2003 CPEO Military List Archive

From: Shanti Renfrew <autodelete66@yahoo.com>
Date: 17 Jan 2003 16:21:02 -0000
Reply: cpeo-military
Subject: [CPEO-MEF] Proposal aims to limit amount of Depleted Uranium
 
Tennessee
Subject: assistance need to group re: 40,000 metric tons of DU Proposed
to be generated!!!
Good URL
http://www.tennessean.com/growth/archives/03/01/27514852.shtml

For information regarding local action being taken, please visit
www.stoples.org.

We need information regarding disposition of depleted uranium tails as a
result of centrifuge uranium enrichment.there are
local officials that aren't buying what the pro-nukers are telling them,
and they want to hear the other side of the story. The
Trousdale County commissioners will be having the first reading
regarding approving rezoning the Four Lakes region on January 27, 2003;
which could open up this region for nuclear industry. The folks in
Middle Tennessee are ready to get on with
their lives, so we would like to snuff these guys out on January 27,
2003 so that we can send LES packing and move on from this. Thanks for
your time.

hannah
stoples2002@yahoo.com

full article

Proposal aims to limit amount of depleted uranium
LES deal would permit up to 39,500 metric tons
By KATHY CARLSON
The Tennesseean Staff Writer
Friday, 01/10/03

Up to 39,500 metric tons of depleted uranium could be stored at a
proposed Midstate uranium enrichment plant under a proposed agreement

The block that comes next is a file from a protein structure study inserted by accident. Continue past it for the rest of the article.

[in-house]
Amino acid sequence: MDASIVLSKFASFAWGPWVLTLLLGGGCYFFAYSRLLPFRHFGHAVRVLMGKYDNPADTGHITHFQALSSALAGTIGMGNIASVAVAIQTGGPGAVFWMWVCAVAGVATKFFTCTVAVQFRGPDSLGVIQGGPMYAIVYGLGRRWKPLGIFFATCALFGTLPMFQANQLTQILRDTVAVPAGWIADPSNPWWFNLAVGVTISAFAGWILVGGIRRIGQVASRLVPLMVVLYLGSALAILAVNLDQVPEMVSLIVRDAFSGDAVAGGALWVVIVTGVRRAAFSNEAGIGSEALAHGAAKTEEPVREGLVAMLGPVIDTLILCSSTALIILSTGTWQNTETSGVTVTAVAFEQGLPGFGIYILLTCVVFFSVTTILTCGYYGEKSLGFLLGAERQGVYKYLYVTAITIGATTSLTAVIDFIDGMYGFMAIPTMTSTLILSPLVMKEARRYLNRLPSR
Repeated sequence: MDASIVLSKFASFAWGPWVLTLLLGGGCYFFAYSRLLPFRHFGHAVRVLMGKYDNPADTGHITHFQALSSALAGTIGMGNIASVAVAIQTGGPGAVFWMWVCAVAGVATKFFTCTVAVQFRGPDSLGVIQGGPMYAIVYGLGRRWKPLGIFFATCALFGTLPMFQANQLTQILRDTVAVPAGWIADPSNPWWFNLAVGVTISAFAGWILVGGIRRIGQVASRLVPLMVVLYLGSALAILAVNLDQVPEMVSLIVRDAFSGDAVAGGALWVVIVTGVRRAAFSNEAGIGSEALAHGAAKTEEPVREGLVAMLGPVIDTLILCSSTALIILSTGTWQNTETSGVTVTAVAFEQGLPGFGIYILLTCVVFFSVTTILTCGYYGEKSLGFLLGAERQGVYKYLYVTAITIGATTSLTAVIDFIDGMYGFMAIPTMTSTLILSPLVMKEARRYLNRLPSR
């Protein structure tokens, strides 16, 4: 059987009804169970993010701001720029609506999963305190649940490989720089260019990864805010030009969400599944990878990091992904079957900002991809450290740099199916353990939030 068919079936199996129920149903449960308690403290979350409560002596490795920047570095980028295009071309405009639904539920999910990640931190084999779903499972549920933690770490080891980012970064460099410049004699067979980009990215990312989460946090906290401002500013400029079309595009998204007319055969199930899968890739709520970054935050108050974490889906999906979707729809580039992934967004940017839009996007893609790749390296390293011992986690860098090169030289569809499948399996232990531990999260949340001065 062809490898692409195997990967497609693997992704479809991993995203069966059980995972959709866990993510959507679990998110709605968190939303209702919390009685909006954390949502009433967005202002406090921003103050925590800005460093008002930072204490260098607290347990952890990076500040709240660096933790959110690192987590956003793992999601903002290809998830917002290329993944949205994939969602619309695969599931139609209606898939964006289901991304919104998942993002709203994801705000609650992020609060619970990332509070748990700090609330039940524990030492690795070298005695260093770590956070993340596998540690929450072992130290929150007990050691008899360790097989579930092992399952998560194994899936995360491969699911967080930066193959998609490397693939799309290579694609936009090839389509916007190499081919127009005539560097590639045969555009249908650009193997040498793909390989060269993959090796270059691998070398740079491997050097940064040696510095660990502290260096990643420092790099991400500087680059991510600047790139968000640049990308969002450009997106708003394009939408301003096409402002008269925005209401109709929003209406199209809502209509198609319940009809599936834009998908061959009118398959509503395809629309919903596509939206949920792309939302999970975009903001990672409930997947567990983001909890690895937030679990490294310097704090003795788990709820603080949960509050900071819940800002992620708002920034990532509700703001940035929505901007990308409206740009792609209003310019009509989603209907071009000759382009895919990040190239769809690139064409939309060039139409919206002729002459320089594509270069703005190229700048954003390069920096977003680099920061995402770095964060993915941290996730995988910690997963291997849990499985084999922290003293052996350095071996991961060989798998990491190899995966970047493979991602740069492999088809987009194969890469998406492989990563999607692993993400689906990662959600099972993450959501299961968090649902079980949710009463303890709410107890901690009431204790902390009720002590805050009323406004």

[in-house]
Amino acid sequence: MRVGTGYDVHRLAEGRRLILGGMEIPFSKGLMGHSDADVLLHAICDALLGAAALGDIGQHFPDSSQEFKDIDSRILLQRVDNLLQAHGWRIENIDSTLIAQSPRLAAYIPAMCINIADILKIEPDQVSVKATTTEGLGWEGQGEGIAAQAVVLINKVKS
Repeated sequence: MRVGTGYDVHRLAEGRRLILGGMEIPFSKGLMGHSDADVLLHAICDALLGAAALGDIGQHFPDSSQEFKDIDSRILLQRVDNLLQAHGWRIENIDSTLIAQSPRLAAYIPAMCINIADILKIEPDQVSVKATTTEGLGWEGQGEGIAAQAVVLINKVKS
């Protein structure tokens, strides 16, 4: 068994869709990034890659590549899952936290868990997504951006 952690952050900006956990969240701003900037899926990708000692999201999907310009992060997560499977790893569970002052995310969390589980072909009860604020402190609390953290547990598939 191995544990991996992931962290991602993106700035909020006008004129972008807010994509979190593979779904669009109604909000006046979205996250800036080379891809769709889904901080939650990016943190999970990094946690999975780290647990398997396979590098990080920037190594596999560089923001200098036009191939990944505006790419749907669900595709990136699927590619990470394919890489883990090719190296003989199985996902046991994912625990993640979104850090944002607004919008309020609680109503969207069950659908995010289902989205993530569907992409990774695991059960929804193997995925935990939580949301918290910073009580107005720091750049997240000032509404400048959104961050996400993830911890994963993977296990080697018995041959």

between the site's owners and the international group that wants to
build the facility.

The proposed contract between the landowner, the Four Lake Regional
Industrial Development Authority, and Louisiana Energy Services also
would include fines if greater quantities of the radioactive substance
are kept on the 250-acre site, mostly in rural Trousdale County.

The material would be stored in up to 4,600 specially made steel
cylinders, said LES spokeswoman Nan Kilkeary. Storage cylinders are 4
feet in diameter and 12 feet long.

That many cylinders, if laid on their sides end to end in rows, would
cover almost four football fields.

The proposed deal was part of a package that the Trousdale County
Commission received Tuesday from the county's Planning
Commission, along with zoning-change recommendations, Trousdale County
Executive Jerry Clift said. He is one of five county executives on the
board that directs the Four Lake authority.

The intent of the agreement, Clift said, is to limit how much depleted
uranium, called tails, LES could store on site if it builds the $1.1
billion enrichment center there, and to hold LES to strict standards.
LES has maintained that the tails can be stored safely above ground in
specially made steel cylinders.

But some area residents dispute that and do not want the uranium kept on
site.

[THIS ARTICLE CAN BE VIEWED IN FULL AT:
http://www.tennessean.com/growth/archives/03/01/27514852.shtml?Element_ID=27514852
]

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